Numerical FDM - wave equation - boundary conditions question

In summary, the conversation discusses the struggles with finding proper boundary conditions for simulating a black hole using a numerical solution of a 1+1 wave equation. The initial condition of a Gaussian wave packet moving towards infinity is used, but trouble arises when trying to center the wave packet at 0. Various boundary conditions, such as demanding the function to be equal to 0 or using a cosine function, are tried but do not produce desired results. The speaker asks for suggestions and recommendations for introductory textbooks on finite difference methods.
  • #1
irycio
97
1
Hello everyone and greetings from my internship!

It's weekend and I'm struggling with my numerical solution of a 1+1 wave equation.
Now, since I'm eventually going to simulate a black hole ( :D ) I need a one-side open grid - using advection equation as my boundary condition on the end of my grid I succceeded. M.y solution looks exactly (as far as my accuracy goes) as the analytical one if I assume that the initial condition is a gaussian wave packet moving towards +infinity.

Now, for the left side BC I was first using the simplest one - demanding that the function is equal to 0. Obviously it worked fine for the gaussian packet centered around,say 0.5, so that it was visible on my grid.

And this is where my trouble began. I than wanted to center my wave packet at 0, so that only half of it is on the grid. Now, using the same BC I ended up getting a half of a Gaussian wave packet moving towards infinity. Not a success, definitely. I than tried using absorbing BCs also at 0, as to simulate the grid infinite in both directions. I got the same result, maybe with some more random noise.

Eventually, I tried using cosine function (cos(r-t), time derivative appropriate) as my initial value. In this case I keep getting exactly same rubbish.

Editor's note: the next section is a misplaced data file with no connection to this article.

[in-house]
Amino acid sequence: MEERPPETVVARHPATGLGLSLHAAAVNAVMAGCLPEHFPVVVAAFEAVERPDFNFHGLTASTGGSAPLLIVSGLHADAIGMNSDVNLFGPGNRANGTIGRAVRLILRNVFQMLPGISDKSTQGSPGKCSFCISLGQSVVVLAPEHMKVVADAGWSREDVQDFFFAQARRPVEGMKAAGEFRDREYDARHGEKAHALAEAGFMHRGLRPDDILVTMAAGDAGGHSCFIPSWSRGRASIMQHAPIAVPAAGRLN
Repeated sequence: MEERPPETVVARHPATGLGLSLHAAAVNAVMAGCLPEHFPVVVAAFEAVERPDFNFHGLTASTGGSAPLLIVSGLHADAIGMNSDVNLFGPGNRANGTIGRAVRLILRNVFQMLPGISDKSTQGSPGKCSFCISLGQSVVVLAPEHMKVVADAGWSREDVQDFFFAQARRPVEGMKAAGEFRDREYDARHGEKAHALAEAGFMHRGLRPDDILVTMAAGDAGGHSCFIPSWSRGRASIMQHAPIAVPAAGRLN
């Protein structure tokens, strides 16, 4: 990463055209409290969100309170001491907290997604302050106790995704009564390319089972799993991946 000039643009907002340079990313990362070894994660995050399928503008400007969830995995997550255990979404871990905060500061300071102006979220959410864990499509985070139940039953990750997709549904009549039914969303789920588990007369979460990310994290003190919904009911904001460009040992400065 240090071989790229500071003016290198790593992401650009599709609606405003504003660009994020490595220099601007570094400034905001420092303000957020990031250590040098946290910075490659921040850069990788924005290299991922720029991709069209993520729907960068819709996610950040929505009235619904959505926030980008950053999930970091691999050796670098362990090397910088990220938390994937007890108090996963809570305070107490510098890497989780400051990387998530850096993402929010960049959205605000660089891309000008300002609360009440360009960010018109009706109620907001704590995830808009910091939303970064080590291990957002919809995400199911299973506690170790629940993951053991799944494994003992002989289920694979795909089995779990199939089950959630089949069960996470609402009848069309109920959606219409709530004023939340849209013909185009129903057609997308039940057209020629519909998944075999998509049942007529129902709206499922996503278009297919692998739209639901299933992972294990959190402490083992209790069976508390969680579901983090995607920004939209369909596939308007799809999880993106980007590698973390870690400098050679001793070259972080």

And hence my question is: what are the proper boundary conditions as to get the results I expect to get? Obviously, when I explicitly wrote, that f(0,t)=-sin(t), I got the proper animation, but I believe that's not the right way.

Now, to visualise what I tried to describe, there are some animations I created, which show the rubbish I keep receiving.

1. f(0,t)=0 BC
2. absorbing BCs on both sides
3. f(0,t)=sin(-t)


Big thanks in advance for all the answers. Suggestions of introductory textbooks to FDM are highly welcome as well.
 
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  • #2
This sounds to me more like a physics question than a math question. What is the physical nature of the field that's waving, and the boundary, and how does the field behave at the boundary? Is it physically realistic to have half a wave packet cut off at the boundary? I don't think you can just pull a random BC out of your hat and expect to get physically sensible results.
 

Related to Numerical FDM - wave equation - boundary conditions question

1. What is Numerical FDM?

Numerical FDM (Finite Difference Method) is a numerical technique used to solve partial differential equations. It involves approximating the derivatives in a differential equation with finite differences, and then solving the resulting system of algebraic equations.

2. What is the wave equation?

The wave equation is a partial differential equation that describes how a wave propagates through a medium. It is typically written as ∂²u/∂t² = c²∂²u/∂x², where u represents the displacement of the wave, t represents time, x represents position, and c represents the speed of the wave.

3. What are boundary conditions?

Boundary conditions are additional equations or constraints that are used to determine a unique solution to a differential equation. They specify the behavior of the solution at the boundaries of the domain.

4. How do boundary conditions affect the solution of the wave equation?

Boundary conditions play a crucial role in determining the behavior of the solution to the wave equation. They can affect the amplitude, frequency, and speed of the wave, and they can also determine whether the solution is a standing wave or a traveling wave.

5. What are some common boundary conditions for the wave equation?

Some common boundary conditions for the wave equation include fixed boundary conditions, where the solution is always zero at the boundary, and periodic boundary conditions, where the solution repeats itself at regular intervals. Other types include free boundary conditions, where there is no constraint on the solution at the boundary, and mixed boundary conditions, where different types of boundary conditions are specified for different boundaries.

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